Blessings,
#kent

People for a Purpose

September 2, 2014

Hebrews 12:18-28
18You have not come to a mountain that can be touched and that is burning with fire; to darkness, gloom and storm; 19to a trumpet blast or to such a voice speaking words that those who heard it begged that no further word be spoken to them, 20because they could not bear what was commanded: “If even an animal touches the mountain, it must be stoned.” 21The sight was so terrifying that Moses said, “I am trembling with fear.” 22But you have come to Mount Zion, to the heavenly Jerusalem, the city of the living God. You have come to thousands upon thousands of angels in joyful assembly, 23to the church of the firstborn, whose names are written in heaven. You have come to God, the judge of all men, to the spirits of righteous men made perfect, 24to Jesus the mediator of a new covenant, and to the sprinkled blood that speaks a better word than the blood of Abel. 25See to it that you do not refuse him who speaks. If they did not escape when they refused him who warned them on earth, how much less will we, if we turn away from him who warns us from heaven? 26At that time his voice shook the earth, but now he has promised, “Once more I will shake not only the earth but also the heavens.” 27The words “once more” indicate the removing of what can be shaken—that is, created things—so that what cannot be shaken may remain.
28Therefore, since we are receiving a kingdom that cannot be shaken, let us be thankful, and so worship God acceptably with reverence and awe, 29for our “God is a consuming fire.”

People for a Purpose

In these last days God has not related to us in a covenant of written laws and commandments which brought us to condemnation. He has not dealt with us in a way that we were afraid of His Almighty presence and power. We are a people of faith and promise. A covenant people that have entered a new and better covenant that is sealed with the blood of the Lamb and our mighty Lord and Savior, Jesus Christ. Through Christ He has called His people into a city of destiny and promise. There, in that glorious city we find thousand upon thousands of heavenly host who minister and worship in His presence. There we find the joyful assembly of all saints and angelic host who rejoice with everlasting joy. There we find our God, the judge of all men and to the spirits of righteous men made perfect. There righteousness was accounted unto them through faith in the righteous One who justifies us and sanctifies us by His blood. His atonement is our righteousness. Our faith embraces that righteousness, no longer embracing our weakness and failure, but His purity and holiness whereby He is perfecting us into Himself. His life and blood is not just forgiveness, it is the power of transformation and change. ‘Old things have passed away and behold all things are becoming new.’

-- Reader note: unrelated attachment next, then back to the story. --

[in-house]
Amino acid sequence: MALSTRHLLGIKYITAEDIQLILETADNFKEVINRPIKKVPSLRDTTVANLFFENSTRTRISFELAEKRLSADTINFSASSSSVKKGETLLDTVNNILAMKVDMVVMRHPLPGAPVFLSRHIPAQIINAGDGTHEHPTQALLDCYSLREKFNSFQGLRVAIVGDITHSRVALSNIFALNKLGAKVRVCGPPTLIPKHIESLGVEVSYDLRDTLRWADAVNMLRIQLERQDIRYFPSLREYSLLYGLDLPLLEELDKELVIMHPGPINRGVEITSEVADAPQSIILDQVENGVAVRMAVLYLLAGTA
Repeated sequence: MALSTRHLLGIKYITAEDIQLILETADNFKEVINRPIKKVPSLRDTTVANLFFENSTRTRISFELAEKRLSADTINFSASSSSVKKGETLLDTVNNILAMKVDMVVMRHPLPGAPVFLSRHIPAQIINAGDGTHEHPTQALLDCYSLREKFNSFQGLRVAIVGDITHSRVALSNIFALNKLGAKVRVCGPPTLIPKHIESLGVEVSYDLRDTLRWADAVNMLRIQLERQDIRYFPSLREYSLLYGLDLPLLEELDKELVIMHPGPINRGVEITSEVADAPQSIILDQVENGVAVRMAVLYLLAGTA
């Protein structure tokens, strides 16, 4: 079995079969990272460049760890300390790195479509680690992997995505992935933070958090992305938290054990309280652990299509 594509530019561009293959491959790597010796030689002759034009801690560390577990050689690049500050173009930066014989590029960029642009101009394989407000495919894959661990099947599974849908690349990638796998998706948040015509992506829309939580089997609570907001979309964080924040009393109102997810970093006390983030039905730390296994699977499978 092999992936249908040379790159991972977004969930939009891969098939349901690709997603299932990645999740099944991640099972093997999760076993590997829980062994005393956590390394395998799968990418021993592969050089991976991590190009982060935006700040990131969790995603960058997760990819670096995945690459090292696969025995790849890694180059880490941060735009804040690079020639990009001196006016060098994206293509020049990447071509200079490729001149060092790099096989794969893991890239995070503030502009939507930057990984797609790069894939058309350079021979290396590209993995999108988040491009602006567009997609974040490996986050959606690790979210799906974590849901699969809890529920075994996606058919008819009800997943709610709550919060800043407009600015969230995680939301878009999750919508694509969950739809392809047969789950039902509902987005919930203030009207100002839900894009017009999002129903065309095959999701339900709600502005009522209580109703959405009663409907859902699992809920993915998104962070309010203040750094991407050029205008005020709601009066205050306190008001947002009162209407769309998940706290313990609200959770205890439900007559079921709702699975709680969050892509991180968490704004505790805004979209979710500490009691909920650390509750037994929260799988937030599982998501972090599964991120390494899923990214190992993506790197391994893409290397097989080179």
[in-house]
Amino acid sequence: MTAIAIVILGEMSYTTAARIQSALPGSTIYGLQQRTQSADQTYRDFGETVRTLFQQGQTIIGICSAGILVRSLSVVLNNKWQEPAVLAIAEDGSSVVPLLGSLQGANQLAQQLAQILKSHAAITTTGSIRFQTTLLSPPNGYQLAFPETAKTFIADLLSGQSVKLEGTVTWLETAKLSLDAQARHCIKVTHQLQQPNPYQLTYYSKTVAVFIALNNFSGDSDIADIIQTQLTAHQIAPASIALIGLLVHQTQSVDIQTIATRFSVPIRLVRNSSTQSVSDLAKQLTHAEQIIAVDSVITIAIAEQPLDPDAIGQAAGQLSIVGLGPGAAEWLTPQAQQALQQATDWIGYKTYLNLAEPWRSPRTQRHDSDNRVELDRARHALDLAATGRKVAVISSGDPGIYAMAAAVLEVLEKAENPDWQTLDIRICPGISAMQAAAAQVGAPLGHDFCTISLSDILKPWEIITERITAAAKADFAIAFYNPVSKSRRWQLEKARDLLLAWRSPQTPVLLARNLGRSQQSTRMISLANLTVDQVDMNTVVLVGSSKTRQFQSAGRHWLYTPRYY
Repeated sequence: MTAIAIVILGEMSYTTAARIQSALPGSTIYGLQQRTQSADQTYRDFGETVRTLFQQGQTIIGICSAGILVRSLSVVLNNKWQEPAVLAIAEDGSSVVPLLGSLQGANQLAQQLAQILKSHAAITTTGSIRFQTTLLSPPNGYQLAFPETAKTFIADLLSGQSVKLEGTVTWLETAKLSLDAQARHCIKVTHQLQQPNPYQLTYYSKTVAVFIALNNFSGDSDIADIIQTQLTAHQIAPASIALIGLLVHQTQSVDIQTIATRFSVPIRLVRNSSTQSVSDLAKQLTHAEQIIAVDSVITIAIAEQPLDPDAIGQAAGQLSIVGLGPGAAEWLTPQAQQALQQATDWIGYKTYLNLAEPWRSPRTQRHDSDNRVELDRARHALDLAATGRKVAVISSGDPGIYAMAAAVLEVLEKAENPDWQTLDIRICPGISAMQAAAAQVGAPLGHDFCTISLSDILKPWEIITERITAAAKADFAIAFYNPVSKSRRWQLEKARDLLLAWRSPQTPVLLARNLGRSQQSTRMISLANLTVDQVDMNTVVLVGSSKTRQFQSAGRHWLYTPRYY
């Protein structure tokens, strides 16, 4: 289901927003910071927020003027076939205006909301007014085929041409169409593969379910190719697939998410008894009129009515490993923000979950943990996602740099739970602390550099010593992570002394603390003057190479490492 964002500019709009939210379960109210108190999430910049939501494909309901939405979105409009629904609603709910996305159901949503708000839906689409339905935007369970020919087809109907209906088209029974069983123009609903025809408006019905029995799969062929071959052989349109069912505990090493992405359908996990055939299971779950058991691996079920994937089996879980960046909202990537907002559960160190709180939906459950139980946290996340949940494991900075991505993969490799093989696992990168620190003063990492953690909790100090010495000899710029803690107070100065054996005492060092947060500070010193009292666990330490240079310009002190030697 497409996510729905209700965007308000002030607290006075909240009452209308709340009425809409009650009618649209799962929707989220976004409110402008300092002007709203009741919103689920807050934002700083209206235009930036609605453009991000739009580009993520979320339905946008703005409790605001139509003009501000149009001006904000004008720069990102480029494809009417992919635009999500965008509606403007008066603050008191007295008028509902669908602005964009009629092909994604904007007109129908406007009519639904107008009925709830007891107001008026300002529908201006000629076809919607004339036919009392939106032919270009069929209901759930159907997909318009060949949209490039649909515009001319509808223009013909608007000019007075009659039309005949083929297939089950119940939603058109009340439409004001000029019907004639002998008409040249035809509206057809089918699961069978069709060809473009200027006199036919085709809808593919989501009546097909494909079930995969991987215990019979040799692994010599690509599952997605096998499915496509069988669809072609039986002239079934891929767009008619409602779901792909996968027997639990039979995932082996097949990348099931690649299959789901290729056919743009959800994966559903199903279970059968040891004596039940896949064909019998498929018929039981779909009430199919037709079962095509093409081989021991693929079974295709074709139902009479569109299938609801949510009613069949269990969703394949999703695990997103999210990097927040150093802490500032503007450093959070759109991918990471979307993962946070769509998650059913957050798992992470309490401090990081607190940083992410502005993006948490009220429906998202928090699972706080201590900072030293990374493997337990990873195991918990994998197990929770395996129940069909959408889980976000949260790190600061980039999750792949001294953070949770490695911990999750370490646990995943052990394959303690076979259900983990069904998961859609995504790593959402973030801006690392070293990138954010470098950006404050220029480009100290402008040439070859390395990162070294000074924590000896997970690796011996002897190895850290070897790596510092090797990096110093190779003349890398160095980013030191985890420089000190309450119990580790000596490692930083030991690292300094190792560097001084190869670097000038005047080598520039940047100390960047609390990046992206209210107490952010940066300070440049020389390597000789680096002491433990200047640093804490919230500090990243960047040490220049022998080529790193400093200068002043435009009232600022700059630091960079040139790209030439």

We are the church of the Firstborn, the redeemed of the Lamb and the children of God’s purpose, destiny and calling. His trumpet should be resounding in our spirits as He is calling us and drawing us to Himself. For we are the first fruits of the harvest and the ones that He holds up as His standard for all of creation. We, like our Lord, are learning obedience through the things that we suffer. Hebrews 5:7-10 says, “During the days of Jesus’ life on earth, he offered up prayers and petitions with loud cries and tears to the one who could save him from death, and he was heard because of his reverent submission. 8Although he was a son, he learned obedience from what he suffered 9and, once made perfect, he became the source of eternal salvation for all who obey him 10and was designated by God to be high priest in the order of Melchizedek.” Even in the strong tears, prayers and petitions Jesus still had to walk in the destiny of His purpose and in obedience to the will of the Father. Father doesn’t always deliver us out of the fire; He often delivers us through the fire that we might come forth in the purity of His nature. There He refines us as we submit ourselves in obedience to Him. Often it is hard for us in that place to see His purpose, but His purpose is to qualify you for His priesthood. For we are a kingdom of kings and priest. Revelations 5:10 says, “You have made them to be a kingdom and priests to serve our God, and they will reign on the earth.” 1 Peter 2:9-10 tells us, “9But you are a chosen people, a royal priesthood, a holy nation, a people belonging to God, that you may declare the praises of him who called you out of darkness into his wonderful light. 10Once you were not a people, but now you are the people of God; once you had not received mercy, but now you have received mercy.”